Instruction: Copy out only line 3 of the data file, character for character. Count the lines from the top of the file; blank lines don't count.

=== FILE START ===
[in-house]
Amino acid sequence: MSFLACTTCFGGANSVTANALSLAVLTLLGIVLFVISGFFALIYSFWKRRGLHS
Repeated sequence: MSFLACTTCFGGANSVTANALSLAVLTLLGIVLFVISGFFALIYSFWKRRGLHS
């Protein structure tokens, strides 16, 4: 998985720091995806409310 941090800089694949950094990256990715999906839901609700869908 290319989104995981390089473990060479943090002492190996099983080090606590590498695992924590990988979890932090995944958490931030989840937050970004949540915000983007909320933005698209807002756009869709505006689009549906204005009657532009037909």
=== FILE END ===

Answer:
Repeated sequence: MSFLACTTCFGGANSVTANALSLAVLTLLGIVLFVISGFFALIYSFWKRRGLHS